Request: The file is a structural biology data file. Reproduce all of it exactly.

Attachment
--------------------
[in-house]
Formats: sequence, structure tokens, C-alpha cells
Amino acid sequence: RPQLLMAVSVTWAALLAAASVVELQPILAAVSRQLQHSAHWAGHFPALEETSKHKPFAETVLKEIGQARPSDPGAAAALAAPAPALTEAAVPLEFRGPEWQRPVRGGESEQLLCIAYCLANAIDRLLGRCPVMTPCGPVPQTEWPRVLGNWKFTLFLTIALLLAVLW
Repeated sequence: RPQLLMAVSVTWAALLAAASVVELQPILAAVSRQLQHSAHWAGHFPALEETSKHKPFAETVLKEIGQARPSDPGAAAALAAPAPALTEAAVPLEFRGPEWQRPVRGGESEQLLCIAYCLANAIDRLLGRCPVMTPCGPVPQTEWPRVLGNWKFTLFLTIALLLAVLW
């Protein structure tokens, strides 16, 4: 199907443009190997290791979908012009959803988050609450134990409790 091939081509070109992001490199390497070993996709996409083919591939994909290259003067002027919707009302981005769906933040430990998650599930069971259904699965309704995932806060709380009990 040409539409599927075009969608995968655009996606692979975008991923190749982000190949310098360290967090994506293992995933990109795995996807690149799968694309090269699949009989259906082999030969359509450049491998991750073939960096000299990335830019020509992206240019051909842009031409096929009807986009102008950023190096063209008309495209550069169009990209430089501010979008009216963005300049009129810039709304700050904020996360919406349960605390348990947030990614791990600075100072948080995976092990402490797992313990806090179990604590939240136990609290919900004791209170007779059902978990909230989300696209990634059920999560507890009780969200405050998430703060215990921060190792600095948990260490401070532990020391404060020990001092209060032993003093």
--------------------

[in-house]
Formats: sequence, structure tokens, C-alpha cells
Amino acid sequence: RPQLLMAVSVTWAALLAAASVVELQPILAAVSRQLQHSAHWAGHFPALEETSKHKPFAETVLKEIGQARPSDPGAAAALAAPAPALTEAAVPLEFRGPEWQRPVRGGESEQLLCIAYCLANAIDRLLGRCPVMTPCGPVPQTEWPRVLGNWKFTLFLTIALLLAVLW
Repeated sequence: RPQLLMAVSVTWAALLAAASVVELQPILAAVSRQLQHSAHWAGHFPALEETSKHKPFAETVLKEIGQARPSDPGAAAALAAPAPALTEAAVPLEFRGPEWQRPVRGGESEQLLCIAYCLANAIDRLLGRCPVMTPCGPVPQTEWPRVLGNWKFTLFLTIALLLAVLW
């Protein structure tokens, strides 16, 4: 199907443009190997290791979908012009959803988050609450134990409790 091939081509070109992001490199390497070993996709996409083919591939994909290259003067002027919707009302981005769906933040430990998650599930069971259904699965309704995932806060709380009990 040409539409599927075009969608995968655009996606692979975008991923190749982000190949310098360290967090994506293992995933990109795995996807690149799968694309090269699949009989259906082999030969359509450049491998991750073939960096000299990335830019020509992206240019051909842009031409096929009807986009102008950023190096063209008309495209550069169009990209430089501010979008009216963005300049009129810039709304700050904020996360919406349960605390348990947030990614791990600075100072948080995976092990402490797992313990806090179990604590939240136990609290919900004791209170007779059902978990909230989300696209990634059920999560507890009780969200405050998430703060215990921060190792600095948990260490401070532990020391404060020990001092209060032993003093």